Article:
Below trend growth to continue
Following a tumultuous Wednesday and Thursday, markets went out with something of a whimper on Friday.
Following a tumultuous Wednesday and Thursday, markets went out with something of a whimper on Friday. Stocks continued to rally in both Europe and the U.S, while Treasury yields extended their post-FOMC falls. The dollar rallied smalls with every G10 currency giving back a little of their sharp mid-week gains – led by a 0.7% fall in the kiwi.
In FX, the narrow DXY dollar index dollar added back 0.34% but was still well down on the week (-1.1%). The broader BBDXY index was +0.26% but -1.3% on the week.
EUR/USD drove the rise in the DXY, -0.42% to 1.1270. USD/JPY +0.14% to 111.55. AUD/USD ceded a little ground, -0.54% to 0.7608 having been as high as 0.7637. NZD -0.7% to 0.6804 having been as high as 0.6828.
In stocks, US indices added about 0.5% on average, S&P500 +0.44% to 2049.58. The Dow finished +0.69% and the NASDAQ +0.43%. In Europe where the Eurostoxx50 added 0.55% though is 0.5% down on the week. The German Dax +0.59% to be 1.2% up on the week. The VIX dropped a further 0.42 to 14.03, having traded on a 13 handle for part of Friday (low of 13.75). We shouldn’t underestimate the importance of this when assessing the drivers of the AUD’s current ascent.
In US rates, bonds modestly extended their post-FOMC rally. 2s finished 2.8bps lower at 0.837% (-12bps on the week) and 10s -2.3bps to 1.874. In commodities, generally modest slippage was consistent with a slightly firmer US dollar. Then exception was iron ore which put on $1.40 to $57.40 (putting it up 40 cents on the week). The LMEX index of traded metals fell 0.61%, gold lost $10.7 to $1254.30 and oil slipped WTI -$0.80 to $39.44 and Brent -$0.30 to $41.20.
CFTC/IMM positioning data for the w/e 15 March shows overall USD speculative longs versus G10 currencies were further trimmed back just in front of the FOMC, to +43.2k from +55.3k. This was driven by significant paring of shorts in GBP (to -13.6k, in sharply from -49.0k in what was a week that saw incoming ‘Brexit’ polls reveal a shift in favour of the ‘remain’ camp (subsequently reversed). In contrast net EUR shorts were slightly extended in what was ECB week, -77.6k from -71.9k. AUD net longs were also pared back pre-Fed and Australian labour force data (evidently to some regret) – in to 12.8k from 29.2k. JPY net longs reduced to 45.5k from 64.3k; NZD positioning flipped from a small net short to small long (-2.0k to +1.3k).
The main data on note Friday was the University of Michigan’s March US preliminary consumer sentiment index, which fell to 90.0 from 91.7 and beneath the 92.2 expected. Weaker US stocks at the beginning of March were blamed. More significant to our minds, the 5-10 year inflation expectations reading rose to 2.7% from 2.5%, as did the 1-year reading. Fed speak came from the ever-forthright James Bullard (a current FOMC voter) who said in prepared remarks that the U.S. central bank’s inflation and employment goals have essentially been met and it would be “prudent” to edge interest rates higher.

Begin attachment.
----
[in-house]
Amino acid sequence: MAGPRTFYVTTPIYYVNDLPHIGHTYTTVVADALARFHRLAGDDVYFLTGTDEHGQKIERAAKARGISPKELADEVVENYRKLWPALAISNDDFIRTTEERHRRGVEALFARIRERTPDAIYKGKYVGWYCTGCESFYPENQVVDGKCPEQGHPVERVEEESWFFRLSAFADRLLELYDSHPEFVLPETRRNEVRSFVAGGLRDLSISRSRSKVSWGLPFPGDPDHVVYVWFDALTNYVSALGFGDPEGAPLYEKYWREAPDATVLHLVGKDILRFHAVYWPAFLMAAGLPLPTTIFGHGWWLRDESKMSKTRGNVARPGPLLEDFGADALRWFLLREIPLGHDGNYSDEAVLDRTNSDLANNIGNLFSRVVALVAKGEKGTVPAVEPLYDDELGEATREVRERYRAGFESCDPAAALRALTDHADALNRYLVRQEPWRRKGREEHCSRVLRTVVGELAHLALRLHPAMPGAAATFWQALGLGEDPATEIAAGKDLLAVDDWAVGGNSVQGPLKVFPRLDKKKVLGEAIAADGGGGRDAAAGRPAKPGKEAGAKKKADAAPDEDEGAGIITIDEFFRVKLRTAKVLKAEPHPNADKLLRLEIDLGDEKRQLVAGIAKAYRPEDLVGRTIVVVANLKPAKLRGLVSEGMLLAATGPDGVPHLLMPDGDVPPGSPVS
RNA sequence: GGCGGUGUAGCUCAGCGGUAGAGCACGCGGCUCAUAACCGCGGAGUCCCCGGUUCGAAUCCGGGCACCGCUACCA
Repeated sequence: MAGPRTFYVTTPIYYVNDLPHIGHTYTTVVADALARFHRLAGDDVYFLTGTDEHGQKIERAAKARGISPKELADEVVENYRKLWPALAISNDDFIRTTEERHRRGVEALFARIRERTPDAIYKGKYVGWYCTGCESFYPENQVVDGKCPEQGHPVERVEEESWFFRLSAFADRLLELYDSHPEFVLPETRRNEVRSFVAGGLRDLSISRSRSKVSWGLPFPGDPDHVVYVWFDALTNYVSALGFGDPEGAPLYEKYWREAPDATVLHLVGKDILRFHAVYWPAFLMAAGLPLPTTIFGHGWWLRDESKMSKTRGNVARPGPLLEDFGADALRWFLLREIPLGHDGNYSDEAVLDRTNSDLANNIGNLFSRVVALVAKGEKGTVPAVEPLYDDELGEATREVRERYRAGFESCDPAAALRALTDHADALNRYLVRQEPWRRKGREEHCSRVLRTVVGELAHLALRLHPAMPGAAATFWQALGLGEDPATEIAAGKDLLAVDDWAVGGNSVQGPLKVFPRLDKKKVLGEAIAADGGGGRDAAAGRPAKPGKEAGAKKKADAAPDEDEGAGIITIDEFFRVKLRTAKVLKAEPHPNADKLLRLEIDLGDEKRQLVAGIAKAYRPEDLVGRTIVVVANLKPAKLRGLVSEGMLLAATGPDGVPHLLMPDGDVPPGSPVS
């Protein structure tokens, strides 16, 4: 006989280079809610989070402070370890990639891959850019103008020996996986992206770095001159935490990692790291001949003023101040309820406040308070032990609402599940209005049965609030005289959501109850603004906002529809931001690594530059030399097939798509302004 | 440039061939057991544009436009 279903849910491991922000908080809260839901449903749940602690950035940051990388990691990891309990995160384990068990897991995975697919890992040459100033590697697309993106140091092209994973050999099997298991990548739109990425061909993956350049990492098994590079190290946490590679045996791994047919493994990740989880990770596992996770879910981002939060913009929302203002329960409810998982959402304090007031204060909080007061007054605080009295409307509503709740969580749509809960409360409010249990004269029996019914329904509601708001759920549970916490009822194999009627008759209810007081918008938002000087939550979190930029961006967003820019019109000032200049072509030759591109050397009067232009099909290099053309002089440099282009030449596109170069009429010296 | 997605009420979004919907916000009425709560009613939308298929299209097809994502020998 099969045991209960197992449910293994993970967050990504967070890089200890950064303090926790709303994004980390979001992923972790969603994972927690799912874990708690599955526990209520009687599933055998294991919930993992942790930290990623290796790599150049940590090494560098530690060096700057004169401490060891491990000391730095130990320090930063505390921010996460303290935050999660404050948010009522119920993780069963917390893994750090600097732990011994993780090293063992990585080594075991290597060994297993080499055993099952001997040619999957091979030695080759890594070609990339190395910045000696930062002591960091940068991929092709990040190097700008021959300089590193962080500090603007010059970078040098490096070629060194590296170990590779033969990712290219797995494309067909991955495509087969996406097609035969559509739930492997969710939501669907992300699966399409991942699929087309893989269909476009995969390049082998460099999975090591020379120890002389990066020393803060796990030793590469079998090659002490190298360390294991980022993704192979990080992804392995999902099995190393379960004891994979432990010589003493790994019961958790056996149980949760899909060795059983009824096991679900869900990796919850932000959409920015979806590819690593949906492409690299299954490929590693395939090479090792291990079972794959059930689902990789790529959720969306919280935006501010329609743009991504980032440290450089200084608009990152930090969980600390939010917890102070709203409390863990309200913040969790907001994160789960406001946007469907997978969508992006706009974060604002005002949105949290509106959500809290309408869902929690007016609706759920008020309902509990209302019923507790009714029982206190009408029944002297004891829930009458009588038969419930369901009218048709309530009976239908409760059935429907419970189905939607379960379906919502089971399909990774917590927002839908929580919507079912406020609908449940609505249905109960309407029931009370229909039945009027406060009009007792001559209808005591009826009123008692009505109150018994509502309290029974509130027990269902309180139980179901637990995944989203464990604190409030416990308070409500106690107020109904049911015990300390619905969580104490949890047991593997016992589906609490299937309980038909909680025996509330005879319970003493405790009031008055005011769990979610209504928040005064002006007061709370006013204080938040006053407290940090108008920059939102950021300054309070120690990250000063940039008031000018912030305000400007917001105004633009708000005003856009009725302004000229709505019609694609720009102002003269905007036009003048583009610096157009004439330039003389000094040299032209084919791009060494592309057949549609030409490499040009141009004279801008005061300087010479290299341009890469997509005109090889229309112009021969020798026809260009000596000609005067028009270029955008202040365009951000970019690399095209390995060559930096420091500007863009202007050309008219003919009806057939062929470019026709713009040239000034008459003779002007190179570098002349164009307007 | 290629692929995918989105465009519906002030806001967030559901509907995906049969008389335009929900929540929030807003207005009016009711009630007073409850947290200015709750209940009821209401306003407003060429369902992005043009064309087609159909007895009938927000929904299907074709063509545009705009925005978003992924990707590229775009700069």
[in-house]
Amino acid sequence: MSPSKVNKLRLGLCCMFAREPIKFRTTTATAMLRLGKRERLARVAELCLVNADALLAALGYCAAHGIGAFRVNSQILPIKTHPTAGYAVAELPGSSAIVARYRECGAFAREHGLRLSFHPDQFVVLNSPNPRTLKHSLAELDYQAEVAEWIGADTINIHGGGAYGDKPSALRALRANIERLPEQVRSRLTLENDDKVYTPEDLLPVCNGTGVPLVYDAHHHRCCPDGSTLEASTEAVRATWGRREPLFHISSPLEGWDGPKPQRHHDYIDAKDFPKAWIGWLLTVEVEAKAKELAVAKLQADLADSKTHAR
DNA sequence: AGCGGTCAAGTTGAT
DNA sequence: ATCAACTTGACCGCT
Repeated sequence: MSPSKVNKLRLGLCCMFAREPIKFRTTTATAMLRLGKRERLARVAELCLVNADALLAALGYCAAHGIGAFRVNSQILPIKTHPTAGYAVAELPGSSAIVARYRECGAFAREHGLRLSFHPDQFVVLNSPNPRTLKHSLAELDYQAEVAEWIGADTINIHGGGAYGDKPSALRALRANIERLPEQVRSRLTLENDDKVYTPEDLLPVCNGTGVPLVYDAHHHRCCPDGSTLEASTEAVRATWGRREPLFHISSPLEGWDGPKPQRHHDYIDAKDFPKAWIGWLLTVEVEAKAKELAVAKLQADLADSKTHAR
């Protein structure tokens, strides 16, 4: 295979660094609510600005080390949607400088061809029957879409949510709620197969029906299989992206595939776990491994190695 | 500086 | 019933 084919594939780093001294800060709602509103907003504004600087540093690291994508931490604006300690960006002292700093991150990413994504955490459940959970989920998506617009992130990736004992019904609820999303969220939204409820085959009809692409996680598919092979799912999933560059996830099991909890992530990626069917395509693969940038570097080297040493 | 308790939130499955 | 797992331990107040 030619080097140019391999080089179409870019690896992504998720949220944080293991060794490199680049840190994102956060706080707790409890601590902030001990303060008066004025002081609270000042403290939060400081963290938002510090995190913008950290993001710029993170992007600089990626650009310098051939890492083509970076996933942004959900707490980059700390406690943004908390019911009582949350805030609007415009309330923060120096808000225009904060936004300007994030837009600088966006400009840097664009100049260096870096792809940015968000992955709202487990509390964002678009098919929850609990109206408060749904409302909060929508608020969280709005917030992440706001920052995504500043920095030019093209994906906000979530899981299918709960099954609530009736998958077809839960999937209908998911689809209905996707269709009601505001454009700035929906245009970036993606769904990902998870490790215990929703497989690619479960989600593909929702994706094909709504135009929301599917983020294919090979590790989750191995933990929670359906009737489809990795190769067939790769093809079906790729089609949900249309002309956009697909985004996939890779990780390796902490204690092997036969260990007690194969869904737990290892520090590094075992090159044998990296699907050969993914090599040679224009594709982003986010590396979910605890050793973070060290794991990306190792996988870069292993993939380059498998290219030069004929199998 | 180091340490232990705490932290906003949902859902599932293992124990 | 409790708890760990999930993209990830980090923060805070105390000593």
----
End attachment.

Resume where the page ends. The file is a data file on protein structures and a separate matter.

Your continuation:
Sunday’s CoreLogic RP data preliminary auction clearance rates, in what was the busiest weekend of the year as is typical the weekend before Easter, shows the weighted average capital city clearance rate up to 71.5% from last weekend’s 64.9%. Sydney cleared 75.5% up from 71.2% and Melbourne 72.3% up from 68.6%.
It threatens to be a quiet week, but at least it’s a four day one. In Australia, RBA Governor Glenn Stevens’ speech Tuesday, at an ASIC forum, looms large in what is an otherwise quiet week with only second tier data only. Markets will be on guard for some renewed jawboning on the currency. Lack thereof will likely be a catalyst for new post July 2015 highs. We might also learn more about prospects for a Double Dissolution and July elections.
In New Zealand there are no major releases with consumer confidence Monday, trade figures Thursday, and residential lending figures also Thursday.
China faces a quiet week with no significant data, probably meaning the daily CNY fixes will be the main focus amid signs that the authorities are allowing/orchestrating a softer renminbi in basket/index terms.
In the US it’s a quiet week for data, leaving Fed speak as the likely main market moving influence.
Japan releases CPI on Good Friday. Eurozone PMIs on Thursday will be important, as will UK CPI on Tuesday and Retail Sales Thursday. The Canadian Budget is on Tuesday.
On global stock markets, the S&P 500 was +0.40%. Bond markets saw US 10-years -2.26bp to 1.87%. On commodity markets, Brent crude oil -0.82% to $41.2, gold-0.8% to $1,254, iron ore +2.5% to $57.50. AUD is at 0.7607 and the range since Friday’s local close has been 0.7595-0.7645.
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